The Blurb On The Back:
Man’s best friend, domesticated since pre-historic times, a travelling companion for explorers and artists, thinkers and walkers, equally happy curled up by the fire and bounding through the great outdoors: dogs matter to us because we love them. But is that all there is to the canine’s good-natured voracity and affectionate dependency?
Mark Alizart dispenses with the well-worn cliches concerning dogs and their masters, seeing them not as submissive pets but rather as unexpected life coaches, ready to teach us the elusive recipes for contentment and joy. Dogs have faced their fate in life with a certain detachment that is not easy to understand. Unlike other animals in a similar situation, they have not become hardened, nor have they let themselves die a little inside. On the contrary, they seem to have softened. This book is devoted to understanding this miracle, the miracle of the joy of dogs – to understanding it and, if at all possible, learning how it’s done.
Weaving elegantly and eruditely between historical myth and pop-culture anecdote, between the peculiar views of philosophers and the even more bizarre findings of science, Alizart offers us a surprising new portrait of the dog as thinker – a thinker who may perhaps know the true secret of our humanity.
You can order Dogs: A Philosophical Guide To Our Best Friends by Mark Alizart from Amazon UK, Waterstone’s or Bookshop.org UK. I earn commission on any purchases made through these links.
The Review (Cut For Spoilers):
Mark Alizart is a journalist, philosopher and dog owner. In this peculiar book (translated from French by Robin MacKay) he looks at the evolution of the dog and its representation through mythology and religion with some musing on why women are compared to bitches. There’s interesting material here but its overt intellectualism is quite alienating and I’m not sure it has the heart or enthusiasm to appeal to average dog lovers.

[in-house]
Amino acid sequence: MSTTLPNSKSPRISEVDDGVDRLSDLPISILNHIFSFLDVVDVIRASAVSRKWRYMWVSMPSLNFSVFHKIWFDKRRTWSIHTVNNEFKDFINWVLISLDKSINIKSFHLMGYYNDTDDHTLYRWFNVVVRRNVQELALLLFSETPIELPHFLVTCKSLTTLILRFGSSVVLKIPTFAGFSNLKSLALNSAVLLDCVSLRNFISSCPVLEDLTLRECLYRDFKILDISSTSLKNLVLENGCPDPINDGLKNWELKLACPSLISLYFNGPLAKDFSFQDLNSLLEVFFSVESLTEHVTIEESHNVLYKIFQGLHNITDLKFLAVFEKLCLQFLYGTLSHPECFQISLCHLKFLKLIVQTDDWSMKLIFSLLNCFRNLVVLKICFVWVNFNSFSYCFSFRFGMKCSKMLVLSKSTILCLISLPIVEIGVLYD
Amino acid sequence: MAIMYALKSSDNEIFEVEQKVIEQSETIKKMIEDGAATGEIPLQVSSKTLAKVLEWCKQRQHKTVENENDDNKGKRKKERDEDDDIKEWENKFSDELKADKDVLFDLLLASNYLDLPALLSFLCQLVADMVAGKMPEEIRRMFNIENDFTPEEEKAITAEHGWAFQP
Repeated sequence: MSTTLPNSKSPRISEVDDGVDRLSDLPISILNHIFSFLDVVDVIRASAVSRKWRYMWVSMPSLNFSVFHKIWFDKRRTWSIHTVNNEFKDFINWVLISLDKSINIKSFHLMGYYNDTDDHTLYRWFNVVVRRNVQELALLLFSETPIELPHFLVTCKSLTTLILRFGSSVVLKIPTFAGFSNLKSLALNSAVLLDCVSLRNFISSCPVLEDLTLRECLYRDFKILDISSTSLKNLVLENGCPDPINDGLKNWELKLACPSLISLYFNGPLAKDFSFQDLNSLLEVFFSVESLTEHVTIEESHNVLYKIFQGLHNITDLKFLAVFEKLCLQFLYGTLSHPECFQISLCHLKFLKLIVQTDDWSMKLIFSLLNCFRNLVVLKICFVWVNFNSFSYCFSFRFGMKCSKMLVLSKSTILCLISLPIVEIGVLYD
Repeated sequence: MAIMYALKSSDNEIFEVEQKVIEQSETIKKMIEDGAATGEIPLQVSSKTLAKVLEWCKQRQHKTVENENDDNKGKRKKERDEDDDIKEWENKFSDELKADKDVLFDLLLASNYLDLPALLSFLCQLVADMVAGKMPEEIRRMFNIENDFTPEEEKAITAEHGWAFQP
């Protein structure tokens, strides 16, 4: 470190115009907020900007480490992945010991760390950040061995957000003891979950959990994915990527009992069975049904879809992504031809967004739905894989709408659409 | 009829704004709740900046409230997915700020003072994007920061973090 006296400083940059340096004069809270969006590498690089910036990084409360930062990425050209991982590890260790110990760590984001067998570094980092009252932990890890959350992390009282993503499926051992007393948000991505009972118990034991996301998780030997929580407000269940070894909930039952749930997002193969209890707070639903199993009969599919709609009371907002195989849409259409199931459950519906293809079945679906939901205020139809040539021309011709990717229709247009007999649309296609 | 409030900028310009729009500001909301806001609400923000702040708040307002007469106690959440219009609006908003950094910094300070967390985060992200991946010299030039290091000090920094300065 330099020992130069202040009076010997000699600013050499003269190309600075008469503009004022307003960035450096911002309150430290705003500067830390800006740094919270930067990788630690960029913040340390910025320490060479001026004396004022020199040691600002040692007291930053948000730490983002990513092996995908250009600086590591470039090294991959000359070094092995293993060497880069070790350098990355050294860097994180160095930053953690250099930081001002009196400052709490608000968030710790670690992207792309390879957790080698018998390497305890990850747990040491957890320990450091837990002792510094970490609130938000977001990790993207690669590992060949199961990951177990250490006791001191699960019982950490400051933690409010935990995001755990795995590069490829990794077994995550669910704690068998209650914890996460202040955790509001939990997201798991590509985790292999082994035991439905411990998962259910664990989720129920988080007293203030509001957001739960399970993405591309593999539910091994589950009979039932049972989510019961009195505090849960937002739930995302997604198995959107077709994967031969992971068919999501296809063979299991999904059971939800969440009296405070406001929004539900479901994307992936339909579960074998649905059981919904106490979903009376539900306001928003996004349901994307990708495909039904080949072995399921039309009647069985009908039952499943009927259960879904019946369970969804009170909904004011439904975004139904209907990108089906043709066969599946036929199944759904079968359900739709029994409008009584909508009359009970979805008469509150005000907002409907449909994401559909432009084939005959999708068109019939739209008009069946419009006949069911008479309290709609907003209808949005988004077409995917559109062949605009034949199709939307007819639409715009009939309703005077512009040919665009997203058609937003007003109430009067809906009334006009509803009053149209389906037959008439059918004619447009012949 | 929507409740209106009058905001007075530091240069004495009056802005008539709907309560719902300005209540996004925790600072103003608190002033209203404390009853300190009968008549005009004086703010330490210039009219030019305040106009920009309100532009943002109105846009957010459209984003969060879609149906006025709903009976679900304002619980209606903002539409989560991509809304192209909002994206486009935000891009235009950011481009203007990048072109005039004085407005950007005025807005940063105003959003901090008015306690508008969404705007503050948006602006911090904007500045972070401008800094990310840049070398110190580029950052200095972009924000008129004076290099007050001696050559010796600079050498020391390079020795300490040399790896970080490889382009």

There’s a lot going on in this book with Alizart opening with the emotions and behaviours we ascribe to dogs (such as shame, loyalty and subservience) and then going on a whistle stop tour of mythology and religion to examine the role of dogs and the place they have in our stories and history. There’s a lot of interesting information here – e.g. the symbolism in the story of Persephone and Hades, the role of Mary Magdalene as a remnant of nine myths, the association of vampires and menstral bloody – so I can’t say that I didn’t learn anything. But for a book that wants to understand “the miracle of the joy of dogs” I never got a sense of what that joy of dogs is. Everything is reduced to an intellectual or philosophical point – there’s no heart to this book and I think that’s a real shame.
Ultimately, if you’re looking for a dog-related curiosity, then this book may be worth your time but while Alizart makes an interesting intellectual points, he never really gets to the soul of the link between humans and dogs.
DOGS: A PHILOSOPHICAL GUIDE TO OUR BEST FRIENDS was released in the United Kingdom on 11th October 2019. Thanks to the Amazon Vine Programme for the review copy of this book.